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What's the Difference between Secured and Unsecured Credit Cards?

If you have poor credit or no credit history at all, secured credit cards are still one of the best ways to get actually get your hands on some credit and start building positive payment history again. Chances are high you will get approved, and most reputable card issuers will even report your payments to all three of the major credit bureaus.

If a credit issuer doesn't report your payment history to all 3 major credit bureaus, take a pass on the card. There are plenty of other good options that do, and a secured credit card really loses its value to you if payment history isn't reported. So, what's the key difference between secured and unsecured credit cards?

In one word—collateral. A secured card is "secured" because you're required to deposit a certain amount of cash with the bank issuing the card. In addition, your credit limit will be the same or perhaps even less than the amount you deposit. So, unlike an unsecured credit card, which provides you with a credit limit in return for your promise to repay whatever you spend, secured credit cards will hold the cash you deposit as collateral in case you fail to pay your future credit card bills. For example, if you deposit $1,000 in cash with the credit issuer, then your credit limit will likely be $1,000.

And since you have basically pre-paid for the maximum amount you may charge to the card, the creditor is guaranteed you will never miss a payment. As you spend responsibly and pay your bills on time, most banks will reward your diligence by reporting your payment history on a monthly basis to Experian, Equifax, and TransUnion. This in turn will help improve your FICO scores until you reach the point when you can get approved for an unsecured credit card with lower fees, better terms, and more rewards.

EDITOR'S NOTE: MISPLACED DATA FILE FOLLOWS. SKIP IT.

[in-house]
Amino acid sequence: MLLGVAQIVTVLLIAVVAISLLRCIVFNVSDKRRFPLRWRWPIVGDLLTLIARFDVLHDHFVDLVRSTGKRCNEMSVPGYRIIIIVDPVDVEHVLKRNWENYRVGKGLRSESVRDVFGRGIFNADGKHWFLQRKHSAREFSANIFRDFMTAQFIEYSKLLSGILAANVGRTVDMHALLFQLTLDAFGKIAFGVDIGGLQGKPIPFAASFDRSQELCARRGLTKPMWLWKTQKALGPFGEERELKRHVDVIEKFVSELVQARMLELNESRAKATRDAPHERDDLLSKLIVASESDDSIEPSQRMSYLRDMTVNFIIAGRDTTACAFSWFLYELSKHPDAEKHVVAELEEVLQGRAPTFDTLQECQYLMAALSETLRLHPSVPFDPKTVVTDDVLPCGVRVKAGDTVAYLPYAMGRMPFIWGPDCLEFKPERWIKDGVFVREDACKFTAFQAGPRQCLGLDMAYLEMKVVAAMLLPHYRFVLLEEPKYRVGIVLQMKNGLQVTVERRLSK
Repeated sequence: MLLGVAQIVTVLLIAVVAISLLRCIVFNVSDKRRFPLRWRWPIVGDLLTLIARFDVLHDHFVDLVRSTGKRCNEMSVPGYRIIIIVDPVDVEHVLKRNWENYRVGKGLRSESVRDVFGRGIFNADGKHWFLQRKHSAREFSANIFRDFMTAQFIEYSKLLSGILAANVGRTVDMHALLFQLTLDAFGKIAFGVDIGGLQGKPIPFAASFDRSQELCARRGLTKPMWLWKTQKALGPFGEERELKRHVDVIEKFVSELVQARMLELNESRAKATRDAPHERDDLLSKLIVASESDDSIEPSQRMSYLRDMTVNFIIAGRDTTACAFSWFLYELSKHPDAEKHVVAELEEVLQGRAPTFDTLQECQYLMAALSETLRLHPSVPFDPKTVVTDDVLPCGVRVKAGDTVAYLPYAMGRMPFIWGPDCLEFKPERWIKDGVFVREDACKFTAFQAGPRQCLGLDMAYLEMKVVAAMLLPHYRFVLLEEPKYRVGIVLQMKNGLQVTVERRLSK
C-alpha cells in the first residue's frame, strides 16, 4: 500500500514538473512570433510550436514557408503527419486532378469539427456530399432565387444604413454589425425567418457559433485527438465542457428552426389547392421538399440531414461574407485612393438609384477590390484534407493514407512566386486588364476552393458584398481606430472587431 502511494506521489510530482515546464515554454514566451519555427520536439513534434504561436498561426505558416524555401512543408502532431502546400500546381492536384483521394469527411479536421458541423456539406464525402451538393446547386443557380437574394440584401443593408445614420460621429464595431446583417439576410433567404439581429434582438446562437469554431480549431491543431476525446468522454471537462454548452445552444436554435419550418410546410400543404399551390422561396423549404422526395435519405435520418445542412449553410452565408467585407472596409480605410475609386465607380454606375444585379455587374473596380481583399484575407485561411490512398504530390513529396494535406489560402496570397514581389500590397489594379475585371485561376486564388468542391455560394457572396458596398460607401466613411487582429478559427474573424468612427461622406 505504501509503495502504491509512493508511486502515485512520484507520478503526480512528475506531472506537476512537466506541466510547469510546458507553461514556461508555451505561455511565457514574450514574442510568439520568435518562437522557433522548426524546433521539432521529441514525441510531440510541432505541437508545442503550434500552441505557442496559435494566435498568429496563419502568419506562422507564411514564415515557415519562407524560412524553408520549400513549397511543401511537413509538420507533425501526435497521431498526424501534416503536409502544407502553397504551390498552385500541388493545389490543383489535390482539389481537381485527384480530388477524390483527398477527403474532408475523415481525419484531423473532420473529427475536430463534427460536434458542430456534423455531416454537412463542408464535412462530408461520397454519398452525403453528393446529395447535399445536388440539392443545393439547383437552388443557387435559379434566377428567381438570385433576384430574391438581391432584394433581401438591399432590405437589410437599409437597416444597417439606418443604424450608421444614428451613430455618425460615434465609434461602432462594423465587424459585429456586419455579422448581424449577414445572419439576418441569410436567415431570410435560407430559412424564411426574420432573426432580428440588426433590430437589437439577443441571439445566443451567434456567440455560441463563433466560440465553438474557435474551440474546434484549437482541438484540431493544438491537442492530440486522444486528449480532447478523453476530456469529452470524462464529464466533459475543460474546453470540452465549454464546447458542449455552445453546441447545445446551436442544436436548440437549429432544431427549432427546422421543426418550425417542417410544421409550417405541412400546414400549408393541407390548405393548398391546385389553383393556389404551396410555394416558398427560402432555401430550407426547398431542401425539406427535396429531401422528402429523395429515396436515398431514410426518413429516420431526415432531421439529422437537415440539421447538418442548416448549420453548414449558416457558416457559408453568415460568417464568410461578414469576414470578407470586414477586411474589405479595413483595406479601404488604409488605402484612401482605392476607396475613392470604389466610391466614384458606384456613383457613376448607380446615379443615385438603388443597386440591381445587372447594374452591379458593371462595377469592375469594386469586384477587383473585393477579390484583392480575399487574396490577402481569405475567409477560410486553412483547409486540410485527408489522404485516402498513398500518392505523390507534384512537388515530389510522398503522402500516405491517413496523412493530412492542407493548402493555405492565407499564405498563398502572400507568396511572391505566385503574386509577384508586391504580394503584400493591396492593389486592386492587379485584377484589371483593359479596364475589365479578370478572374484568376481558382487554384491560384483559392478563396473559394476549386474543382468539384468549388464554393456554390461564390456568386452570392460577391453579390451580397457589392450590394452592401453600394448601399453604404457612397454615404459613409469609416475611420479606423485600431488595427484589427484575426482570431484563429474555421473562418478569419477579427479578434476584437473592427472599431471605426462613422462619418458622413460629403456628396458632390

As always, it will take time and financial discipline to build or repair your credit history, but your diligence will certainly pay dividends in the future. If you're on the hunt for the best secured credit card, check out our complete review of the Capital One Secured MasterCard, which has a low annual fee of $29 and offers credit lines of up to $3,000. Among its competition, it's the best secured credit card on the market at the moment and is one of our recommended credit cards for bad credit. Last Updated on May 28, 2012

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Joshua Heckathorn's picture

Joshua Heckathorn was President of Creditnet, is a credit expert and has been featured on CNNMoney, FOX Business, Yahoo Finance, The Street, and many other national publications during the past ten years.  He received a Bachelor of Science in Management (Finance) from Brigham Young University's Marriott School of Business and earned his MBA from Seattle University.

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Quora's picture

Are secured credit cards still a good way to add positive trade lines to your credit history?...

Using a secured credit card is still one of the best ways for those with bad credit to start rebuilding positive payment history again. There are good ones and not so good ones, so do your research online and choose a card with minimal fees that report...